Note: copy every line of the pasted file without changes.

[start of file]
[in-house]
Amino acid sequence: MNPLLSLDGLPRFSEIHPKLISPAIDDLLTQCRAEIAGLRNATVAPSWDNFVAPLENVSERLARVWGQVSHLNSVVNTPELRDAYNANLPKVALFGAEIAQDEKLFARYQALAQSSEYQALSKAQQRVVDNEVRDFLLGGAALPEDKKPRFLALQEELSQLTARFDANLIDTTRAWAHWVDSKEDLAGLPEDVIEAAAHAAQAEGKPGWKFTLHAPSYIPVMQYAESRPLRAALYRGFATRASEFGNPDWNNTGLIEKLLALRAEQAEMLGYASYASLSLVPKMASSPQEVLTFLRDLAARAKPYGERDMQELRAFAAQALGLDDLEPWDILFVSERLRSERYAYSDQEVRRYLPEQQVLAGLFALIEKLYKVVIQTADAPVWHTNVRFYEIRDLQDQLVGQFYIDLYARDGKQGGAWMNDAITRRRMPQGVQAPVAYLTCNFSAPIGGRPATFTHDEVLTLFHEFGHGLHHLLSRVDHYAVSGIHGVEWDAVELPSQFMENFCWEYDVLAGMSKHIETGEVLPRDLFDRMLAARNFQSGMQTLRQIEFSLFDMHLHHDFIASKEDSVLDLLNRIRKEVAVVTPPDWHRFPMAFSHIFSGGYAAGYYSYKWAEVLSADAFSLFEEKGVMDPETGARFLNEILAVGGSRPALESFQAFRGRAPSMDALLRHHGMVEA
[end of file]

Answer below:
[in-house]
Amino acid sequence: MNPLLSLDGLPRFSEIHPKLISPAIDDLLTQCRAEIAGLRNATVAPSWDNFVAPLENVSERLARVWGQVSHLNSVVNTPELRDAYNANLPKVALFGAEIAQDEKLFARYQALAQSSEYQALSKAQQRVVDNEVRDFLLGGAALPEDKKPRFLALQEELSQLTARFDANLIDTTRAWAHWVDSKEDLAGLPEDVIEAAAHAAQAEGKPGWKFTLHAPSYIPVMQYAESRPLRAALYRGFATRASEFGNPDWNNTGLIEKLLALRAEQAEMLGYASYASLSLVPKMASSPQEVLTFLRDLAARAKPYGERDMQELRAFAAQALGLDDLEPWDILFVSERLRSERYAYSDQEVRRYLPEQQVLAGLFALIEKLYKVVIQTADAPVWHTNVRFYEIRDLQDQLVGQFYIDLYARDGKQGGAWMNDAITRRRMPQGVQAPVAYLTCNFSAPIGGRPATFTHDEVLTLFHEFGHGLHHLLSRVDHYAVSGIHGVEWDAVELPSQFMENFCWEYDVLAGMSKHIETGEVLPRDLFDRMLAARNFQSGMQTLRQIEFSLFDMHLHHDFIASKEDSVLDLLNRIRKEVAVVTPPDWHRFPMAFSHIFSGGYAAGYYSYKWAEVLSADAFSLFEEKGVMDPETGARFLNEILAVGGSRPALESFQAFRGRAPSMDALLRHHGMVEA